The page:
Introduction of GPER1
GPER1 is a kind of G protein-coupled receptor analog GPCR-Br cDNA obtained from human breast cancer cells by subtractive hybridization in the late 1990s. It was confirmed by comparing its cDNA and gene library to a new G protein. The full-length gene is 2 604 bp and is located on chromosome 7p22, including a non-coding region of 504 bp on the 5' end, a non-coding region of 972 bp on the 3' terminus, and an 1128 bp long encoding region. It has 375 amino acids, an open reading frame of a protein with a molecular mass of approximately 4227 u.
|Basic Information of GPER1|
|Protein Name||G-protein coupled estrogen receptor 1|
|Aliases||FEG-1, GPCR-Br, LYGPR, mER, CEPR, CMKRL2, DRY12, GPER|
|Organism||Homo sapiens (Human)|
Function of GPER1 Membrane Protein
GPER1 is widely distributed in many tissues, such as the female reproductive system, central hippocampal tissue, cardiovascular system, and various cancer tissues including breast cancer, prostate cancer, endometrial cancer, and ovarian cancer. Moreover, a number of studies have shown that the expression level is related to the tissue type, development level, and pathological state. GPER1 also plays a role in the slow gene effect, which is mainly manifested by the rapid non-gene effect mediating a series of other protein changes and regulating the expression of genes in the nucleus. However, the GPER1 response element has not yet been found, and GPER1 has not been found as classic.
Fig.1 The signaling pathway initiated by estrogen in MCF-7 cells. (Ji, 2016)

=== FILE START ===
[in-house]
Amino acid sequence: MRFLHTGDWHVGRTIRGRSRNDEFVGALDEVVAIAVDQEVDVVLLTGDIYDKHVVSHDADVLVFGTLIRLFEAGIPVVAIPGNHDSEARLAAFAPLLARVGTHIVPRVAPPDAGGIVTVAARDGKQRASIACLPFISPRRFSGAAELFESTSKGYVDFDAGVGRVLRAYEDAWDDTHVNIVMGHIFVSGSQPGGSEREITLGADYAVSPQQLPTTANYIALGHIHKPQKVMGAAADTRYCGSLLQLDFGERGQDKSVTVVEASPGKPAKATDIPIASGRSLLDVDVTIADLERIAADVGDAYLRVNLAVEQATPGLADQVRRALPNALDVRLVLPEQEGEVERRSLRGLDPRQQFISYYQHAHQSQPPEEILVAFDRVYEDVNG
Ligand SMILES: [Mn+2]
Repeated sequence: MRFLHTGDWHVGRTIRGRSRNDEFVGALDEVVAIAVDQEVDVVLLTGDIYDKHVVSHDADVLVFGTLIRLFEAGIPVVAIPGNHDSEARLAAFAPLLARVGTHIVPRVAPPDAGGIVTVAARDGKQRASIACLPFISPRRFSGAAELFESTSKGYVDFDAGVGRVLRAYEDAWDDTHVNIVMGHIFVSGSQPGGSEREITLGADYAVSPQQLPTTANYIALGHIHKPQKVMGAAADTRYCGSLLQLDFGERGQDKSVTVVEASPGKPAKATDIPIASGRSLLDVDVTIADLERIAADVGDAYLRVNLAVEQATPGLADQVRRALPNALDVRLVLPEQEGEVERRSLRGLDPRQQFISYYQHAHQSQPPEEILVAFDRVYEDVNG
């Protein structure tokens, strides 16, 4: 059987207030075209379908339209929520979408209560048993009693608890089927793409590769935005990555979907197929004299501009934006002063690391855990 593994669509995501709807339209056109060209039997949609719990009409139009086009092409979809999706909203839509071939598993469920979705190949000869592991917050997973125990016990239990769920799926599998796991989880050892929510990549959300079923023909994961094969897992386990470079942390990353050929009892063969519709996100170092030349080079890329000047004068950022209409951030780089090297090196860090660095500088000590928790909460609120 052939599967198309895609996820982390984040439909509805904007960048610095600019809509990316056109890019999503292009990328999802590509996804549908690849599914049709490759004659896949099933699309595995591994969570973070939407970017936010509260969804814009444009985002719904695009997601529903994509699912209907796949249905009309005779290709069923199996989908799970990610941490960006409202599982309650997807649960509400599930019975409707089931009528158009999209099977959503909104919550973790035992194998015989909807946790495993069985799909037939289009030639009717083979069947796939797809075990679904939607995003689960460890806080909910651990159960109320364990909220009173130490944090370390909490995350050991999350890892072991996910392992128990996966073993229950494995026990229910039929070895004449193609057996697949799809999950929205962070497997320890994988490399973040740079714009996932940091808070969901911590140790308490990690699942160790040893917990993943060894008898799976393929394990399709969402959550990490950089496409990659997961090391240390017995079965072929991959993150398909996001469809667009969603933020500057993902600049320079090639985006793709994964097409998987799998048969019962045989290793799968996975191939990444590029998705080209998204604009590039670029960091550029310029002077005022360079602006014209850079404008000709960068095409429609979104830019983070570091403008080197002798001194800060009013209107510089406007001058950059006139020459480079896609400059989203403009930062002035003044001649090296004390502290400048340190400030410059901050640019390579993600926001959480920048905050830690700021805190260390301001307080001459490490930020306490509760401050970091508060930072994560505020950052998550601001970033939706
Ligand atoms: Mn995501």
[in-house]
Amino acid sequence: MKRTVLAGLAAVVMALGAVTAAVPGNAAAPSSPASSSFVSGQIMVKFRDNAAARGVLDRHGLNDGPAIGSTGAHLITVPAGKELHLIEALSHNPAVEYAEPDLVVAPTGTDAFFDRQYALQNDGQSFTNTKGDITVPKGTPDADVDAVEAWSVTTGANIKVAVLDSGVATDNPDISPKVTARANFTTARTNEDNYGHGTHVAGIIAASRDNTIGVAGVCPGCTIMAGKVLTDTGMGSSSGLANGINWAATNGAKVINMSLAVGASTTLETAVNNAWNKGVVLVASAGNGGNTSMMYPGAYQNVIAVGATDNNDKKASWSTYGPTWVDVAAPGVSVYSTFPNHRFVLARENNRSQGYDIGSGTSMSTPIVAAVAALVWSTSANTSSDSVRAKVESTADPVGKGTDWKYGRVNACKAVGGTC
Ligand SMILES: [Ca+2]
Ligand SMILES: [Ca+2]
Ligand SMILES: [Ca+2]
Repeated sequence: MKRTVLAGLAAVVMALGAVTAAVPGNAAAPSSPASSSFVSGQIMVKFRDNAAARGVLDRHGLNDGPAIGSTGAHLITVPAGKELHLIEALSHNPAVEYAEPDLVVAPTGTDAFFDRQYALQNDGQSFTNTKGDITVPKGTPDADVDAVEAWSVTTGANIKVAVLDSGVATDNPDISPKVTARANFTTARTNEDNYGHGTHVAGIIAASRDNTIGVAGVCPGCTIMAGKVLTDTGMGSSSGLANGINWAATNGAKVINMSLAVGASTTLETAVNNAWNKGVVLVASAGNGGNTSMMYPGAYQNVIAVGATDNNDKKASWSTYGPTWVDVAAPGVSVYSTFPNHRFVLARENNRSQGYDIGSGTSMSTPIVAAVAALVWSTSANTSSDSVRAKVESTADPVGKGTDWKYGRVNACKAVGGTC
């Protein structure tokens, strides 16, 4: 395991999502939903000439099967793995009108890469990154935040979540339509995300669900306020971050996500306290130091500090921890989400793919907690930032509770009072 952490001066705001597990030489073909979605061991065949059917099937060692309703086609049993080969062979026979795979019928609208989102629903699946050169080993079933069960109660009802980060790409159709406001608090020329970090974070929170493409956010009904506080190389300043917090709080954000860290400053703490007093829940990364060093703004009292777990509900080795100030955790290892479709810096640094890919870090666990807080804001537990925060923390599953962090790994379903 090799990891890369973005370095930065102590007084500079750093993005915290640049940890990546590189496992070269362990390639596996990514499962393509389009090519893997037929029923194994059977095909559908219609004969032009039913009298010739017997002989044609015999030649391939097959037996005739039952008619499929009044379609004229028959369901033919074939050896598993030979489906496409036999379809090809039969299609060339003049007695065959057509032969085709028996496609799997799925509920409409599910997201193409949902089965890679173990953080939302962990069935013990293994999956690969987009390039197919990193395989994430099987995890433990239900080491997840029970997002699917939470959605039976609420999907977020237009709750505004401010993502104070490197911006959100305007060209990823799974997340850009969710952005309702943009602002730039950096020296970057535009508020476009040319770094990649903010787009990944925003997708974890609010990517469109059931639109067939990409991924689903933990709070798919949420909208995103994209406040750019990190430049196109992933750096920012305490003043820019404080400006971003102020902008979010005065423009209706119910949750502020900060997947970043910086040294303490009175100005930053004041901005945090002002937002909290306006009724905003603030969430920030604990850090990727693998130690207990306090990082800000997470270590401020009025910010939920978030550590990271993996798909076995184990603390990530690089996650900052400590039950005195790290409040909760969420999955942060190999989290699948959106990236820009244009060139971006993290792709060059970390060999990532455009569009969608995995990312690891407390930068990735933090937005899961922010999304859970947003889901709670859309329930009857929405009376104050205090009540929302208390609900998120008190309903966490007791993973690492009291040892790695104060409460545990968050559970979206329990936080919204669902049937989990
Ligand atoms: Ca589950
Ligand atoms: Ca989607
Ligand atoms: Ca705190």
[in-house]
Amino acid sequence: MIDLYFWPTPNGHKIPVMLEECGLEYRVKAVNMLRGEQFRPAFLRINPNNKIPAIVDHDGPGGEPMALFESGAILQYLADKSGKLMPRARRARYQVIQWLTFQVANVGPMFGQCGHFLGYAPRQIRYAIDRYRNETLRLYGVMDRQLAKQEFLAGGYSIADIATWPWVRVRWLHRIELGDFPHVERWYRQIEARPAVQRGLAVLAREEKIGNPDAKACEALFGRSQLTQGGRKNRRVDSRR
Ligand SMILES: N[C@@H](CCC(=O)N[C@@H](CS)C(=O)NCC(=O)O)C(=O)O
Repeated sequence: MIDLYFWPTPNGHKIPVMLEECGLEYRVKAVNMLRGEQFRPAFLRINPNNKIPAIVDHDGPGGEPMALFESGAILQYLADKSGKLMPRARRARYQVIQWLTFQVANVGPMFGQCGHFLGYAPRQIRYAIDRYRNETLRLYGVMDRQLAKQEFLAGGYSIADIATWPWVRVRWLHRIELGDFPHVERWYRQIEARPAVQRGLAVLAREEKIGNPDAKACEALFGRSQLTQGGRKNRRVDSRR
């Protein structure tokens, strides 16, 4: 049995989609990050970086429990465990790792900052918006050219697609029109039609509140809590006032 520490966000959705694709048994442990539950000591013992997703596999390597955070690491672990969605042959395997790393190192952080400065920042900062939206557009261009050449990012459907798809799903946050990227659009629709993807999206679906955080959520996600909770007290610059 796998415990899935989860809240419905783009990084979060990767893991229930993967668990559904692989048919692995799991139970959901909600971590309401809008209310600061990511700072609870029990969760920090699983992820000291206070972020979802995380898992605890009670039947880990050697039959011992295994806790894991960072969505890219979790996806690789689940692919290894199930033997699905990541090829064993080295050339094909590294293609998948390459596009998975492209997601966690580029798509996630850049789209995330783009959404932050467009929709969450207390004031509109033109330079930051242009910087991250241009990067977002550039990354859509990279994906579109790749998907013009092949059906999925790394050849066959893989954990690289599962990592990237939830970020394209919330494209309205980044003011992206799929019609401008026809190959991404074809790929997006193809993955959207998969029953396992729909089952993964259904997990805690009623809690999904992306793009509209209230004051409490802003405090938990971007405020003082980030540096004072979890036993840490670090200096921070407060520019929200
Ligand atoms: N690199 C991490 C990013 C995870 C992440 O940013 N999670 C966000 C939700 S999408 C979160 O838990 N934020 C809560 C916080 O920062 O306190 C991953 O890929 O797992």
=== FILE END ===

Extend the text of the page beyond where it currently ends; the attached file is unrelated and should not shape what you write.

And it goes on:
Application of GPER1 Membrane Protein in Literature
This article reports that interaction with synaptic scaffold proteins (such as SAP97) is a prerequisite for the action of GPER1 in synapses, and estrogen may accumulate on the same synaptic element due to the action of GPER1.
This article investigates that GPER1 is involved in the control of anxiety and stress, and its effect is more effective in male mice.
The article reveals that age and menopausal-related damage in working memory in humans and non-human primates is mediated by the dorsolateral prefrontal cortex (diPFC), and the key to synaptic plasticity in monkey diPFC multifunction is GPER1.
This article shows that GPER1 is becoming a candidate therapeutic target for cardiovascular and metabolic diseases due to its beneficial effects in the cardiovascular system.
This article evaluates that E2 action was mediated by GPER1 signaling pathway by using pharmacological and RNA silencing approaches and demonstrates that GPER1 can be a possible target in this disease.
GPER1 Preparation Options
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